Lastly, I checked the tubes on my trustworthy Hickok 800A tube tester. Tube testers are essential if you want to eliminate that nagging, paranoid feeling when you suspect, but don’t definitively know if your tubes are nearing the end of their useful life. In my opinion, too many audiophiles replace tubes before they really need to.  My GE 12AX7A’s in the Marantz 7 have served faithfully for over five years and they still tested strong! While quality tube testers have become pricey on the used market the past ten years or so, I am a firm believer that if you are going to utilize tube components in your system, you must own or have access to a quality tube tester. 

When buying a tube tester, make sure it’s a mutual transconductance-type tube tester, not an emissions tester.  Two of the more common and best performing mutual transconductance-type tube tester brands are Hickok and B&K.  The Hickok 539C is the holy grail of Hickok tube testers but the 800A, 600A, 6000, 533A, 752 and others are all great testers.  I also like the B&K 700 and 707 testers.  If you don’t want to pay the high price found on the popular auction sites, go to a local AARL sanctioned Hamfest. Now that things are opening back up a bit…you might find a bargain!  Realize, however, that testers should be calibrated and the (usually two) rectifier tubes inside them must be good or replaced.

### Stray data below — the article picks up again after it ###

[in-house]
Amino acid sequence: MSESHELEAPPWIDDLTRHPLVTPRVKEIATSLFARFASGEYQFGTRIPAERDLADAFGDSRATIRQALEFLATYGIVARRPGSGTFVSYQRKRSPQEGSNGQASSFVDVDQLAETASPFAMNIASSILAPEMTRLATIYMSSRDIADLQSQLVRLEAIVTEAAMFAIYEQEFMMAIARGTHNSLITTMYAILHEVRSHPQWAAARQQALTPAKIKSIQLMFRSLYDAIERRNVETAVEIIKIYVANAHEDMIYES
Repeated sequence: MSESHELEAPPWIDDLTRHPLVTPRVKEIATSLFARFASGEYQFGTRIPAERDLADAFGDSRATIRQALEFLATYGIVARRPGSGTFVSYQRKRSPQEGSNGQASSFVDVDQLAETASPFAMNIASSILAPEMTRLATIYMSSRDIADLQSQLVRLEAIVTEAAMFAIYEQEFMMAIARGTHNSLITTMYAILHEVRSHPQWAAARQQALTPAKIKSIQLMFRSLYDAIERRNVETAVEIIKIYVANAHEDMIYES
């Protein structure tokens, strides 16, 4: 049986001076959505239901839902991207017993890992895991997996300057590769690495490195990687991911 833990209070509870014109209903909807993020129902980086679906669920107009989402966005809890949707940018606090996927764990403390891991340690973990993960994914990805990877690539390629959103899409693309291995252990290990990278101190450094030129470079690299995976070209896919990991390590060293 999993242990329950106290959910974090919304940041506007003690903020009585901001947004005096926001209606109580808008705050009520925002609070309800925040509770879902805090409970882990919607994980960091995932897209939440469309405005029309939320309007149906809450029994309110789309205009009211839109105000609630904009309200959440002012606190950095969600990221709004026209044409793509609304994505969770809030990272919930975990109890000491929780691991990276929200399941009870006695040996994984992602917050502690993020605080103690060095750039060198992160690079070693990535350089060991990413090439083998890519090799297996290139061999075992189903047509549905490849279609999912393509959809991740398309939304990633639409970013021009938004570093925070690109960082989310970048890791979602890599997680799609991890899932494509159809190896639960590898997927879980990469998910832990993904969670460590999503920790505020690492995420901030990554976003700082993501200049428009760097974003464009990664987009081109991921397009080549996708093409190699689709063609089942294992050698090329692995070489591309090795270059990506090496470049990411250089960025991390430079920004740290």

As an aside, my Hickok was a Christmas gift from my father back around 1989.  When my mother saw it, she was mortified, as she thought he had gifted me a piece of junk (my mother is the same person who was equally mortified back when I, as a teenager, installed a large FM antenna system with rotator on the roof of the family home while my parents were away for the weekend)! I, on the other hand, loved the Hickok! I later told my Dad that the Hickok was the best gift he ever bought me, and I still use this extremely useful tool on a regular basis.

Hickok 800A

So, how does the Marantz 7 sound in my system now that it has been refreshed?  Wonderful!  That’s why I have kept it so many years.  Plus, it has a ton of flexibility with numerous inputs like two sets of phono jacks, four sets of auxiliaries (labeled aux, tv, fm multiplex, fm/am), a tape head, a tape monitor and a set of microphone inputs.  This unit even has two sets of outputs so that I can connect two monoblocs and two subwoofers!